The second section, "The Price of Progress", describes what was lost along the way. Much of this was lost in a tangible way: lost languages, misplaced data, the destruction of museums and libraries, or the deliberate destruction of records in government purges. Other knowledge was deliberately discarded: pseudosciences like astrology or phrenology were abandoned as new knowledge was discovered to replace it. Burke also discusses more intangible losses, like the loss of interdisciplinary and generalist knowledge and expertise as knowledge production became more professionalized and specialized, as disciplines and sub-disciplines were created and split off from one another, like psychology from philosophy or the splitting of natural history into geology, botany, and zoology.
The final section provides three thematic frameworks for examining the previous sections. The first is geographical, both literal and social. On the small scale, Burke discusses the rise of grouping together of scholars in institutions like universities and the subgroups that arise, like the Chicago School, a movement in sociology that arose at the University of Chicago in the 1920s and 30s. On a larger scale, Burke discusses knowledge as a nationalistic movement and the institutions and projects that arose from that drive. On the most macro scale of all, Burke discusses the rise of the idea of "The Commonwealth of Learning" and what makes it to the center and what gets pushed to the fringes. The second framework is sociological contexts that scholars operate in, the demands and constraints of economics and politics, and the issues of gender, class, and nationality. The third is chronological, examining discrete fifty-year periods from the "reform of knowledge" (1750-1800) to "the age of reflexivities" (1900 to the present).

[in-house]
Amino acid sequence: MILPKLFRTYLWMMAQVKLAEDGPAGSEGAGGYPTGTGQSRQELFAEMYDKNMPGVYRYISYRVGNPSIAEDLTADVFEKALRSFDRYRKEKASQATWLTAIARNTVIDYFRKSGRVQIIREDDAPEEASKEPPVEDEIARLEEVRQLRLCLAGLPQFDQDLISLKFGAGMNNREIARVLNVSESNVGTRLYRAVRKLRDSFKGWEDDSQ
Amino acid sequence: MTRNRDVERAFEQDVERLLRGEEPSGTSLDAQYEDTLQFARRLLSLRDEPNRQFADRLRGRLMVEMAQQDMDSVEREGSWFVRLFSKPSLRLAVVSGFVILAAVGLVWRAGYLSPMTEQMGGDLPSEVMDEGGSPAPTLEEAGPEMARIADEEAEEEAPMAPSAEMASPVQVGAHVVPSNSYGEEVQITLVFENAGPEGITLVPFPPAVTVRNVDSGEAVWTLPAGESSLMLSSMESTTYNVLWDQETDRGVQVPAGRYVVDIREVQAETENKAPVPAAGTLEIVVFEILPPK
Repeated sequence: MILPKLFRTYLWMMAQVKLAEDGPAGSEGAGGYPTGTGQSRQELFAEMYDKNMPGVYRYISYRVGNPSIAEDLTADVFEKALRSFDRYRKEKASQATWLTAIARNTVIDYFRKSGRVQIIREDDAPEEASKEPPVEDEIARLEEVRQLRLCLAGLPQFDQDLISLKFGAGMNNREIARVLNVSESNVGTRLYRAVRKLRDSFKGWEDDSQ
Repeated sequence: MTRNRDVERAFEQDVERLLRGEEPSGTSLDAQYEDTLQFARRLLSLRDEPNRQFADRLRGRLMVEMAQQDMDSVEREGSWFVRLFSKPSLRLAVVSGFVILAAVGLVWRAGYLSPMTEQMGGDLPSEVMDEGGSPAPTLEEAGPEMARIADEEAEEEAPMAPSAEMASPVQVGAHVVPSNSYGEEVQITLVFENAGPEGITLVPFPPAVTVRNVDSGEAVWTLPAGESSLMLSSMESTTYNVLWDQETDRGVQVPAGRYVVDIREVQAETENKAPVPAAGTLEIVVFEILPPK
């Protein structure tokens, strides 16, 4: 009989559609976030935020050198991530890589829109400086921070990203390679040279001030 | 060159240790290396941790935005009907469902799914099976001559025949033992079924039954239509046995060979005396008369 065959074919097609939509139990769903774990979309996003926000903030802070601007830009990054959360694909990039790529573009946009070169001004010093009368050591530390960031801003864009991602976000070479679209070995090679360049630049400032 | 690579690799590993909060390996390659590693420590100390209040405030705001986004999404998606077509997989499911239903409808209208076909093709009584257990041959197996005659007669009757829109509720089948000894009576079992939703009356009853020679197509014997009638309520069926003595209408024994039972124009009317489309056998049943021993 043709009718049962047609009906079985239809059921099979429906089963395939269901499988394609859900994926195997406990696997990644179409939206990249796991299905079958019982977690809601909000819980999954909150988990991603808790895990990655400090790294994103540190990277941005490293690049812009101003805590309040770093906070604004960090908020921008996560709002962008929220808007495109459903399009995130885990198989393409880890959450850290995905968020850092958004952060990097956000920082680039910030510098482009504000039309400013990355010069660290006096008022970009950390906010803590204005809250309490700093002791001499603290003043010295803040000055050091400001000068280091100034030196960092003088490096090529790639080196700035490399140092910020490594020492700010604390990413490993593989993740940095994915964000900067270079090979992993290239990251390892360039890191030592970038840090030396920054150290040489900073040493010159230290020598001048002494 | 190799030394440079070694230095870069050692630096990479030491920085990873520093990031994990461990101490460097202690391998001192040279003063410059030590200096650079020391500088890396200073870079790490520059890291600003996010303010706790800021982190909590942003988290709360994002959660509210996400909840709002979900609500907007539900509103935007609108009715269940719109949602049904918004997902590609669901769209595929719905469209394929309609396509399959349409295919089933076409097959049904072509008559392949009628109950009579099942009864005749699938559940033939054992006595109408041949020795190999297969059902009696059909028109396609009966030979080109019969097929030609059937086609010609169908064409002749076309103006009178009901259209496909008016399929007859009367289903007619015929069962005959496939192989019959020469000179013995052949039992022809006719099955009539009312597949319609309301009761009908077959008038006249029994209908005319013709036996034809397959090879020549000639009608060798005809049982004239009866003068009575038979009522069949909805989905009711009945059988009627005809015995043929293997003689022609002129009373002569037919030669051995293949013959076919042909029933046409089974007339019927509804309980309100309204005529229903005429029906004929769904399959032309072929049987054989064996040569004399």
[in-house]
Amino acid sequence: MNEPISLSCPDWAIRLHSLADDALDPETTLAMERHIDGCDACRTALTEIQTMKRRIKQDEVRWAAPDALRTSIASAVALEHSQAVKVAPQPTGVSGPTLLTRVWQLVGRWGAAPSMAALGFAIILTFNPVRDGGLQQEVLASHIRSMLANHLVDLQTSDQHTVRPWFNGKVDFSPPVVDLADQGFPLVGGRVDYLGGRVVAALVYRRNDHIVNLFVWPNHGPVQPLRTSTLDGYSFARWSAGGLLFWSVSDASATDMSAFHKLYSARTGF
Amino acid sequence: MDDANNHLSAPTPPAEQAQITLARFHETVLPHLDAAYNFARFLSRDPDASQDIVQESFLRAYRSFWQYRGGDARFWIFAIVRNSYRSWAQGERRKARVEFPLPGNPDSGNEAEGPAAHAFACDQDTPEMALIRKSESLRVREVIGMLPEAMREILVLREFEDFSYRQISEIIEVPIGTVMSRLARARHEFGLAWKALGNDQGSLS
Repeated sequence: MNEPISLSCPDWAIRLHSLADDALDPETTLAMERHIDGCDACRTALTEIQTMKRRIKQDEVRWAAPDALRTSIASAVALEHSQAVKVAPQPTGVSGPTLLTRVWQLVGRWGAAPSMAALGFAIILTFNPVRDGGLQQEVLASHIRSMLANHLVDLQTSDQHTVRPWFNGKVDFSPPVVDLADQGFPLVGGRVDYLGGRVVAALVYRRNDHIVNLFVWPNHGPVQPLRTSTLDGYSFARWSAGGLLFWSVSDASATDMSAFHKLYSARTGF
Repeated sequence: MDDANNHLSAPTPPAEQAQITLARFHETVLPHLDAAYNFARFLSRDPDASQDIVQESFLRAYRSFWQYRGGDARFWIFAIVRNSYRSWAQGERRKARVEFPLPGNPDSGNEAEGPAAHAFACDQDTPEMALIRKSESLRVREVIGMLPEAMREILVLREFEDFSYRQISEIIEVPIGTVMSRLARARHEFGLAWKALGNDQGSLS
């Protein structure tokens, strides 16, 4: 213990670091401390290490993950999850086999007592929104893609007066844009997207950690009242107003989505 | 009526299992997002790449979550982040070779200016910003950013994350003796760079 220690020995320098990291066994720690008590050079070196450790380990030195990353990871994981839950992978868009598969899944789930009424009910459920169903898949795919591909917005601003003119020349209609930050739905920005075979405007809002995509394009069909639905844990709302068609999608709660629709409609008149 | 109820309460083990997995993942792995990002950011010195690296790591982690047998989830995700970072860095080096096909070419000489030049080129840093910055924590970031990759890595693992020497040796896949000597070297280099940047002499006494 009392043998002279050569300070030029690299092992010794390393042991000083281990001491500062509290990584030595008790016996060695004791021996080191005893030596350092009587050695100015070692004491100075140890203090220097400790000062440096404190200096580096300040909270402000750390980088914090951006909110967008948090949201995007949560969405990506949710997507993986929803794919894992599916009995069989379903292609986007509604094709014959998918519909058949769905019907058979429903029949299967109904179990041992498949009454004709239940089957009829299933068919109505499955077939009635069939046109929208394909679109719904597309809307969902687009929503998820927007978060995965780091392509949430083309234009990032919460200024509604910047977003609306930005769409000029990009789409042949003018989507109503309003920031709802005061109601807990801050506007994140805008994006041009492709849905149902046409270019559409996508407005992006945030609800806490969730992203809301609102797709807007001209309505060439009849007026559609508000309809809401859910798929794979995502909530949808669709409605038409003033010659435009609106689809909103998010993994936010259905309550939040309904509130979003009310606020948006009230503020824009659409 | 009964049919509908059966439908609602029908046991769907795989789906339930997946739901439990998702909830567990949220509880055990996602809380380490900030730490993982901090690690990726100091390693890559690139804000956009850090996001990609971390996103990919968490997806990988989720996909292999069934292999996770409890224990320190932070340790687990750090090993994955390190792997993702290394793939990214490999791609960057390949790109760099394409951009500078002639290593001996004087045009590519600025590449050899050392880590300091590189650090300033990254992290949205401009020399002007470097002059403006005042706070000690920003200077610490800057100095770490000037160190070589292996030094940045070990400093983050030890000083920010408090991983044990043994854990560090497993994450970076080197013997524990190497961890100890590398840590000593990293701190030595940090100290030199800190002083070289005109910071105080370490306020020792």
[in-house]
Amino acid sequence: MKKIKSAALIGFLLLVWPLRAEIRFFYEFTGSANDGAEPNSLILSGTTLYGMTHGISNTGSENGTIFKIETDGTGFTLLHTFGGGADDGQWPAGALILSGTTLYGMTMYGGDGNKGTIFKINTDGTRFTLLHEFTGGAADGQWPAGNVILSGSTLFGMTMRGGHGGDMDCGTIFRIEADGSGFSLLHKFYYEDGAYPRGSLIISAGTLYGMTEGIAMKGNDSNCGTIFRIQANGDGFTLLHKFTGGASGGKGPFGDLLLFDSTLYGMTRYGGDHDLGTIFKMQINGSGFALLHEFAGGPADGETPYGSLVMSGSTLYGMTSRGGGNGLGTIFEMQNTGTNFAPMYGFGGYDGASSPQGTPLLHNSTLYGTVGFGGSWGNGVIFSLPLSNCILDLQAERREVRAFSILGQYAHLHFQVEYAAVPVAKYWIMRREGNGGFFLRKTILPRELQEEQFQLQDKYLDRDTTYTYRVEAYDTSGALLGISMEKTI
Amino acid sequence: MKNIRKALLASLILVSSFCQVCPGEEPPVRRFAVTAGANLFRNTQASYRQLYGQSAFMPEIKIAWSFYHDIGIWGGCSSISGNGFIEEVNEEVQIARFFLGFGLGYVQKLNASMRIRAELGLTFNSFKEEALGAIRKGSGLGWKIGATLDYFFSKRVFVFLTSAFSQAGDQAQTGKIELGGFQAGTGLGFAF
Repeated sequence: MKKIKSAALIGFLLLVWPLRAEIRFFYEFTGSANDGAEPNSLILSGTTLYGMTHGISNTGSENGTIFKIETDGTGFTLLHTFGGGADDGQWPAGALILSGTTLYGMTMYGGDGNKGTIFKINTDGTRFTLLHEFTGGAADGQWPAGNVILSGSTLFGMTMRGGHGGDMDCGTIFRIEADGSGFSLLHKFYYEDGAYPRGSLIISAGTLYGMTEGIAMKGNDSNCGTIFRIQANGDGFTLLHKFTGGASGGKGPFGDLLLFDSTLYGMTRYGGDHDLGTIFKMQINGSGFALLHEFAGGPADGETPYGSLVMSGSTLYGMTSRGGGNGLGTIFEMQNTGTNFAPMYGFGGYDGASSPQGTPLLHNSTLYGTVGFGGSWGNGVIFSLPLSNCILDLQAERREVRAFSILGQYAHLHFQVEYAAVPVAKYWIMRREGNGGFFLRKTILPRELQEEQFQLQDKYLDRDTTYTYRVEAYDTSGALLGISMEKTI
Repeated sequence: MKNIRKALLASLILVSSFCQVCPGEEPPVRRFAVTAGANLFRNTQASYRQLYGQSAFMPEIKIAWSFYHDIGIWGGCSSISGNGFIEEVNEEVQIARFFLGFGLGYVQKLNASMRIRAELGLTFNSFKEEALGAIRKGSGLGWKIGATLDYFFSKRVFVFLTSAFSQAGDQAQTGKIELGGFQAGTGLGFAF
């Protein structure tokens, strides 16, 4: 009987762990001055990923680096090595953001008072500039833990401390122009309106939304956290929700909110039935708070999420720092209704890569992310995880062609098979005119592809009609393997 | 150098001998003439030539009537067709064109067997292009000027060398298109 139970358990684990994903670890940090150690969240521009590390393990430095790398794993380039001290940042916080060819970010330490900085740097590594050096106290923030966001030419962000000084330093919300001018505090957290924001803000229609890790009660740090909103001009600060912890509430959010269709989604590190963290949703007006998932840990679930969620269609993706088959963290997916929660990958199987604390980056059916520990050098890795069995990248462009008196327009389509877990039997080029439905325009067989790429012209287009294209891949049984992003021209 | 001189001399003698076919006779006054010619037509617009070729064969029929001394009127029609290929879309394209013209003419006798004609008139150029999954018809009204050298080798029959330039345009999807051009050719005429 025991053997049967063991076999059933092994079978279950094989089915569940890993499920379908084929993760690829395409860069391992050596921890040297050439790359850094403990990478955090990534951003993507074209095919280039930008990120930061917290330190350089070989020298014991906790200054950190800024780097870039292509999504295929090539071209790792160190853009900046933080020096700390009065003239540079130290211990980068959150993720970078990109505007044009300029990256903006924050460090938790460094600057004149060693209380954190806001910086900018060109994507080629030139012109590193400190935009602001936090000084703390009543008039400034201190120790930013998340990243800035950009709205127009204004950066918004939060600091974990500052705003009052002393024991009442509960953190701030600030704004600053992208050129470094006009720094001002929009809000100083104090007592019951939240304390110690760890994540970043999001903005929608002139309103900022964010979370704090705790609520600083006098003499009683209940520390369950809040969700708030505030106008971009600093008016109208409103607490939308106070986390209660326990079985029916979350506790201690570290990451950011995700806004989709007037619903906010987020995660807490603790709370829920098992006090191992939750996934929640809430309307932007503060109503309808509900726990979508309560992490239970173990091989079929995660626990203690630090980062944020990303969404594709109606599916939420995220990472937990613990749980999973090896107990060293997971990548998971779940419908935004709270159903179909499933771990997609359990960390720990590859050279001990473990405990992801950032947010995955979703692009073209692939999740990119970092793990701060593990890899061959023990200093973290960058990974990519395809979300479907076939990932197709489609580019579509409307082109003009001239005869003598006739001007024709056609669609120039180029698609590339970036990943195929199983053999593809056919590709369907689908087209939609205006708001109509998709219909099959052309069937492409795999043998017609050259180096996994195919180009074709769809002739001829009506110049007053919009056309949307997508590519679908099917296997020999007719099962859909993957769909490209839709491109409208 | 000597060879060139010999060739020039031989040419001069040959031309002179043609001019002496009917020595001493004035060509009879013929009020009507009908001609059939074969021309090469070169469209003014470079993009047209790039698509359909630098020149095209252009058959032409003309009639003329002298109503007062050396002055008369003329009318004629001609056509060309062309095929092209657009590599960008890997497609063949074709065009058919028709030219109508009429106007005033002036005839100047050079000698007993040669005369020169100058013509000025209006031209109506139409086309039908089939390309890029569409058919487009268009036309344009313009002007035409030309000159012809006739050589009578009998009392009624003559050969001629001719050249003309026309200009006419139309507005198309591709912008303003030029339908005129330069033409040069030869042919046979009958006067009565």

Of most interest to readers here is the discussion of Wikipedia. Despite its mention in the title, substantial discussion of Wikipedia is limited to about one and a half pages towards the end of his coverage of "the age of reflexivities", though given the broad scope of this work, Wikipedia receives a lengthier treatment than almost all other specific institutions mentioned in the book. In this work, Wikipedia seems to be used mostly as a convenient historical bookend and Burke misses several opportunities to integrate discussion of Wikipedia into larger historical trends he discusses. For example, in his discussion of "amateur scholars" Burke fails to link Wikipedia to previous efforts to draw on the efforts of an amateur collective, such as the Oxford English Dictionary, which was compiled with the assistance of hundreds of non-professional volunteers. Also, Wikipedia's value in synthesizing and disseminating information could have been mentioned in a discussion of the glut of information and Wikipedia's inherent interdisciplinarity could have provided a counterpoint to the trend of moving from generalism to specialization.
Overall, it is an ambitious, fascinating, and exhaustive catalog of 250 years of knowledge, though it may be a bit dry to those not already interested in the topic. Burke limits himself to the Western world, which may frustrate some readers, but includes parts of the Western world that are often overlooked in such broad survey works, like Scandinavia and Latin America. Burke excels at outlining broad trends in a comprehensible way, at broadening the scope of understanding of knowledge production to worlds beyond academia, and describing the interconnectedness between those worlds. It's doubtful that we will see another work quite like it.